Warning:  For you modern bike style guys with catalytic converters and computer driven oxygen sensors on your scoots -- oil sprayed on air filters can kill several hundred dollars worth of your sensors.  It's the oil that gets in the air stream that does the evil deed to your very sensitive sensor heads.  Our Savages don't have any of such like techie stuff, being understandable type carburetor-based old style scoots.  

<grin>

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Sewing is necessary -- leave door off
Reply #4 - 07/10/07 at 13:54:19
 
Found out something BAD real quick about putting your air box door back on and sucking ALL the air down the relatively small desnorkeled center top air passage -- it makes a hell of a wind tunnel effect that blasts directly at the top edge of the air filter piece.  

The leaf-blower like wind force of a closed air door is enough to start to peel and separate the layers of the nu-foam apart and fold them back, one layer at a time.  This is NOT good.  Luckily, mine did not get very far before I noticed it.

Now I think I know why the snorkel was in there in the first place -- it directed the leaf-blower like wind force directly down against the plastic bottom of the housing and broke it all up into eddies which then got sucked into the intake.

I am going to put in a new, un-peeled filter element and use a needle and thread to go lightly around the outside edge of the filter material about a quarter inch from the edge.  I will not pull the thread down tight, but I will pull it down some to make sure any air jet action can't move the layers around or cause them to separate, etc.

I will also go back to leaving my door off the airbox -- the vague threat of some dirt isn't worth FACT of leaf blower air channel forces peeling the filter element apart.  With the air door gone air comes in more gently from all directions, not funneled forcefully through only one focused place.  I had no issues with over a week with the air door off -- got issues with it in place in just two days.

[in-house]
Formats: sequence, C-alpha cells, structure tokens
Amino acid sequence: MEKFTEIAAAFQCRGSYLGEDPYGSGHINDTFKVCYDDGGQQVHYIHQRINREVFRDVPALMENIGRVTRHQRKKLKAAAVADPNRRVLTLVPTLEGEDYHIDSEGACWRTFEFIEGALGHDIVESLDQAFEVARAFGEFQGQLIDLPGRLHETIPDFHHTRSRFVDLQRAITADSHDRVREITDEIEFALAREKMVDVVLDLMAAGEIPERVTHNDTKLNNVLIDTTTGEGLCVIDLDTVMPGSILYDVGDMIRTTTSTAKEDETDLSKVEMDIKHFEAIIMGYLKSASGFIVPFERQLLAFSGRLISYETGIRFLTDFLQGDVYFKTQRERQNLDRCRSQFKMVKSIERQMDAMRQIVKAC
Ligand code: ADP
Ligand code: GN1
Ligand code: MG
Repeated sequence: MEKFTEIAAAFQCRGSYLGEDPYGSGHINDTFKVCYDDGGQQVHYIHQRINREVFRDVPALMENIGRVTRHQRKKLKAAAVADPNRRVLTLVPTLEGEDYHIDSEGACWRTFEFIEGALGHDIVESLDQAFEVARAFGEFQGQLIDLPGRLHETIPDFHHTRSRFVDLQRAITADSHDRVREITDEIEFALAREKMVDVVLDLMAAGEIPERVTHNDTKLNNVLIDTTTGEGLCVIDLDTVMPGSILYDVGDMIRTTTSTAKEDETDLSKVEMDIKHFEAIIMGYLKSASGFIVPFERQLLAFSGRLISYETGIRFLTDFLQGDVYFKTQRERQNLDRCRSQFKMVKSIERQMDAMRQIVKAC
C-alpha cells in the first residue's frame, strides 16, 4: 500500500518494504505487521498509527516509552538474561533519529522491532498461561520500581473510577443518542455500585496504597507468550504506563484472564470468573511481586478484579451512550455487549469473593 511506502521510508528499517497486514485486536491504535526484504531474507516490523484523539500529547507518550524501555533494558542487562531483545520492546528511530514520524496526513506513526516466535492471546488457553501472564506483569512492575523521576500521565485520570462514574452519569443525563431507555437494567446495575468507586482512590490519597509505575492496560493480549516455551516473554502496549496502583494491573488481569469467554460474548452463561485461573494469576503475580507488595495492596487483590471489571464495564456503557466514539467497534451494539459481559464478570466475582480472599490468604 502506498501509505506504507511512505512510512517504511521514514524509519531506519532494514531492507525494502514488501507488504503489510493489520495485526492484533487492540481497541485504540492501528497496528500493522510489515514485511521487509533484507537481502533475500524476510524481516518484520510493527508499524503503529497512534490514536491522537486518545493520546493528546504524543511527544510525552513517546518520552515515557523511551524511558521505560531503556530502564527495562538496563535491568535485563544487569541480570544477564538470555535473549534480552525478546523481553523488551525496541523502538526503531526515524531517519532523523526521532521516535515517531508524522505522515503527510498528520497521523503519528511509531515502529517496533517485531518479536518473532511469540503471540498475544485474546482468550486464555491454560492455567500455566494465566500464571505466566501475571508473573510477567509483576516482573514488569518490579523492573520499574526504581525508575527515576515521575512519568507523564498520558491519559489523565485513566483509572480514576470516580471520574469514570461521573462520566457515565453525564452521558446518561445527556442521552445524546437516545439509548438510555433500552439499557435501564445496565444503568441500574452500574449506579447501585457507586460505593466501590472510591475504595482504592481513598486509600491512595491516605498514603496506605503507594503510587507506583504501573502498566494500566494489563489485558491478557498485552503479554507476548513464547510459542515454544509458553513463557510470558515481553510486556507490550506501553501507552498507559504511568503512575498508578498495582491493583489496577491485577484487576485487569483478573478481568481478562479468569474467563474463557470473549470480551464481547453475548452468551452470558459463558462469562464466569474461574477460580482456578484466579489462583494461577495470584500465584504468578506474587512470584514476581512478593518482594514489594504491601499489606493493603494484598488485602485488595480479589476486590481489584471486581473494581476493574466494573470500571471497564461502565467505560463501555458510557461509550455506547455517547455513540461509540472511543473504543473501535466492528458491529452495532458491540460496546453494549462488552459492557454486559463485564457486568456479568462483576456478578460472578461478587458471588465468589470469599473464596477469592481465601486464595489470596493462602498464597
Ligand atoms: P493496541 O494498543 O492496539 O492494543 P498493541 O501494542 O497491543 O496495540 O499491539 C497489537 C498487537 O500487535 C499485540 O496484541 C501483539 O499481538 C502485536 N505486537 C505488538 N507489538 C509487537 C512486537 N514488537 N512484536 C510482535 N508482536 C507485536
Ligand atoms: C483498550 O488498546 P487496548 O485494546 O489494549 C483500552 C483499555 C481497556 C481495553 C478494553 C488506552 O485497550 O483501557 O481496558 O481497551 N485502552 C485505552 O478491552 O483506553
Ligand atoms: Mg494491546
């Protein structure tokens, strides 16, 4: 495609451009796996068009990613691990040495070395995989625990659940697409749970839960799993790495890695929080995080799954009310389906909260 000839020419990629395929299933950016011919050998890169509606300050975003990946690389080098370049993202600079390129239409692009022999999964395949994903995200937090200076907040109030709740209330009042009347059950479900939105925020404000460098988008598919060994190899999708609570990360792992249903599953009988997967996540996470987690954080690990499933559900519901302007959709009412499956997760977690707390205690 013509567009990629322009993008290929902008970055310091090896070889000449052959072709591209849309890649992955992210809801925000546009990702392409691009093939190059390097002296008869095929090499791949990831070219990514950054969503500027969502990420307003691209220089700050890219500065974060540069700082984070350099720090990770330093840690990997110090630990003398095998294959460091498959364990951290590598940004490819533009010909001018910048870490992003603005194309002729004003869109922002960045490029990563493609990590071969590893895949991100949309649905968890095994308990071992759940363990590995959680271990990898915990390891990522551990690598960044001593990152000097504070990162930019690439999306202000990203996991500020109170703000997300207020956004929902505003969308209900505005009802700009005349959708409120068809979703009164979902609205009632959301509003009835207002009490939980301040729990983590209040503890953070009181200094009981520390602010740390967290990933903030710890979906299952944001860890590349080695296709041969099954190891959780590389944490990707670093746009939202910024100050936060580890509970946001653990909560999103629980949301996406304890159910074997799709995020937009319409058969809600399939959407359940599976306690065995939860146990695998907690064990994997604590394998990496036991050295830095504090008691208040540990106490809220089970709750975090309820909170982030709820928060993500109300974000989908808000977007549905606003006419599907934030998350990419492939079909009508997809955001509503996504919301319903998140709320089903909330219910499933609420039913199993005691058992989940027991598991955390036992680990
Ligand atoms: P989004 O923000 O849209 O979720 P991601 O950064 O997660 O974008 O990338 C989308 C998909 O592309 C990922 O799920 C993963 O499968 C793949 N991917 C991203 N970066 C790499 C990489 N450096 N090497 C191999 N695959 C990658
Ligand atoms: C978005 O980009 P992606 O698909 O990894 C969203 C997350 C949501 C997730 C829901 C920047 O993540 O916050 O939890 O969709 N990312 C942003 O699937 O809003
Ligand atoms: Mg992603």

====================================

Short-term Solution:  use relatively more thread to tie the air filter down to the screen.   I ran a loose half inch stitch seam around the entire edge of the filter a quarter inch back from the edge to make sure nothing could ever peel or separate again.  I also left my air door off again -- air comes in from all sides more gently that way.   This seems to be working OK in the short term.  WORKED OK LONG TERM TOO

=====================================

Long term solutions suggested by other members:  

1)  Put a piece of nylon stocking leg over the entire assembled air filter.  This sounds neat if you got the tighter part down near the foot and it would prevent delamination of the batting material.

2)  Put a piece of hardware cloth over the batting material.  Tie it down with screws into the sheet metal frame to keep the batting in place.  

3)  Go back to the knit-witches and buy some 2" thick batting and a 4" long standard headed sewing needle and just stitch the 2" thick batting to the screen with stitches that only pull the material down about half way.  This gives you lots of retention force and greatly increased dirt collection capacity and gives you a filter you can take out once a year and wash out in the kitchen sink using hot soapy water and then run lots of hot clear water through it to get all the soap out before drying it with a towel and re-oiling it.

======================================

You ARE going to have to re-tune your air screw for the lessened air resistance that comes with this filter.   Wait a week or so until your bike has digested any extra oil that you put in the filter (the oil gets on your CV slide and makes it act "odd" for a short period of time).